100 Bullets 3: Hang Up on the Hang Low

100 bullets volume 3 hang up on the hang low cover trade paperback tpb
8.0 Overall Score
Story: 8/10
Art: 8/10

One of the better entries in the series

Still find the series a bit hit or miss

 
Comic Info

Comic Name: 100 Bullets

Publisher: DC Comics/Vertigo

Writer: Brian Azzarello

Artist: Eduardo Risso

# of Issues: 5

Release Date: 2001

100 bullets #15 cover review dc comics

100 Bullets #15

Reprints 100 Bullets #15-19 (October 2000-February 2001).  Louis Hughes never knew his father.  When Agent Graves shows up with a gun and 100 untraceable bullets, Loop learns that his life is going to change.  “Loop” is reunited with his father and together, they could change things.  Loop now is on a path of death and revenge, and the reunion with his father could be very short.  Agent Graves is playing his own game, and Loop could just be another pawn.

Written by Brian Azzarello, 100 Bullets Volume 3:  Hang Up on the Hang Low is a DC Comics crime series under the Vertigo imprint.  Following 100 Bullets Volume 2:  Split Second Chances, the series features art by Eduardo Risso.  The issues in the collection were also collected in 100 Bullets:  Deluxe Edition—Volume 2.  The story received an Eisner Award for Best Serialized Story.

100 Bullets is an oddity.  I like lots of aspects of it, but I also think that a lot of Azzarello’s writing is overrated.  While some gush with praise for the series, I find that it is completely hit or miss.  With a basic, interesting concept, I see the series having potential.  This is one of the volumes that the story and dialogue do come together and tell a good story.

100 bullets #19 cover dc comics

100 Bullets #19

Previous entries in the series were a bit more cut and dry.  Use the gun, get revenge.  The legal consequences are gone, but the moral and mental consequences are bigger.  In this collection, the consequences of murder are bigger and more explosive…it is the inconsequential murder that brings Louis down.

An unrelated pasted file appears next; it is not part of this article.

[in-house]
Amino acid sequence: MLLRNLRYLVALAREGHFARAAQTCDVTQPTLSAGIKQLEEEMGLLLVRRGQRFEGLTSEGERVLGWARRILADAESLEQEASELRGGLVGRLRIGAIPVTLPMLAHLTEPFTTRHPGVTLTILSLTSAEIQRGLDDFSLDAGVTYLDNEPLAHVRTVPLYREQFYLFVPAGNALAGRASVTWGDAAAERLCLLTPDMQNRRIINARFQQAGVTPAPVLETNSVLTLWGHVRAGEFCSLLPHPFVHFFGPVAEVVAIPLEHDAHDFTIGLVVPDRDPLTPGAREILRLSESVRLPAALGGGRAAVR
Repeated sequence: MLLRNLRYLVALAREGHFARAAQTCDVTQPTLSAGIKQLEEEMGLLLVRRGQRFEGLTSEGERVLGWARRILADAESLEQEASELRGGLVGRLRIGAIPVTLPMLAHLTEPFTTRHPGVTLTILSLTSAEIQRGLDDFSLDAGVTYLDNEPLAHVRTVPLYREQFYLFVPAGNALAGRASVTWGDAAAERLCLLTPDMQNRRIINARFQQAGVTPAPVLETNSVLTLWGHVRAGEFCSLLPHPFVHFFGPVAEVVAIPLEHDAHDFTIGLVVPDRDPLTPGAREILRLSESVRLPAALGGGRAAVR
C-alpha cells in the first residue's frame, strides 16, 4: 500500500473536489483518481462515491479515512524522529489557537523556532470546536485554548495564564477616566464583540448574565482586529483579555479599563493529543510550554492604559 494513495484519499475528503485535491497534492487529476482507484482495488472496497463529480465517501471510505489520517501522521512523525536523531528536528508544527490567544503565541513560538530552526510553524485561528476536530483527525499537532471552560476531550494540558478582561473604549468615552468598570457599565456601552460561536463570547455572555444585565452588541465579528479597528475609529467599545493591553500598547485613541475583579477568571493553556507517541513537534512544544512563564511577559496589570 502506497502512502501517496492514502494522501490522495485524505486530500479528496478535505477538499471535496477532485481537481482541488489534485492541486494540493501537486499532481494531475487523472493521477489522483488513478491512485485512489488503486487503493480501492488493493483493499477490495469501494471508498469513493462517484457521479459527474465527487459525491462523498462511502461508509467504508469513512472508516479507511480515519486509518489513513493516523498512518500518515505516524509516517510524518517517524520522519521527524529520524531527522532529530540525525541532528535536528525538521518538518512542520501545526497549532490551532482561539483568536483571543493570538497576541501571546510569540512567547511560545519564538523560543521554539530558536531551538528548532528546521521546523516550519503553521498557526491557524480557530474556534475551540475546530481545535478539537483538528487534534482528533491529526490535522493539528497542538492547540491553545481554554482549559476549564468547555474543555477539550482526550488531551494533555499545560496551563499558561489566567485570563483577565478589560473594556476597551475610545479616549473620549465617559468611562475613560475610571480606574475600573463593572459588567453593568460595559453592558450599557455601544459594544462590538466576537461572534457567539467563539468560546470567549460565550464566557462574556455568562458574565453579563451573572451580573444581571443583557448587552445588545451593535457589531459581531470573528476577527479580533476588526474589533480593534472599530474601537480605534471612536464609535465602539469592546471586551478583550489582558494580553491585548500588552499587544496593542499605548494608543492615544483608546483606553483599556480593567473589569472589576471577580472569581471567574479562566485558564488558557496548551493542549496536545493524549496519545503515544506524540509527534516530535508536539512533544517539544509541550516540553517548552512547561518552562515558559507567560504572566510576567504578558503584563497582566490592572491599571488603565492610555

The overarching storyline is still a big question.  There are a lot of forces at play in the collection, but it is really secondary to the core story and an underlying theme.  You have Graves and his mysterious plans, and you have the hidden history of the guns and the organization, but it smartly doesn’t take away from the basic story while building up the whole “saga”.

I don’t know what Agent Graves’ endgame is and you don’t really have to think about it to enjoy this collection.  You have a good story of revenge, and it also goes a long way to explain how just because you can commit murder without any evidence that it getting away with it isn’t easy.  100 Bullets 3:  Hang Up on the Hang Low is followed by 100 Bullets 4:  A Foregone Tomorrow.

Related Links:

100 Bullets 1:  First Shot, Last Call

Author: JPRoscoe View all posts by
Follow me on Twitter @JPRoscoe76! Loves all things pop-culture especially if it has a bit of a counter-culture twist. Plays video games (basically from the start when a neighbor brought home an Atari 2600), comic loving (for almost 30 years), and a true critic of movies. Enjoys the art house but also isn't afraid to let in one or two popular movies at the same time.

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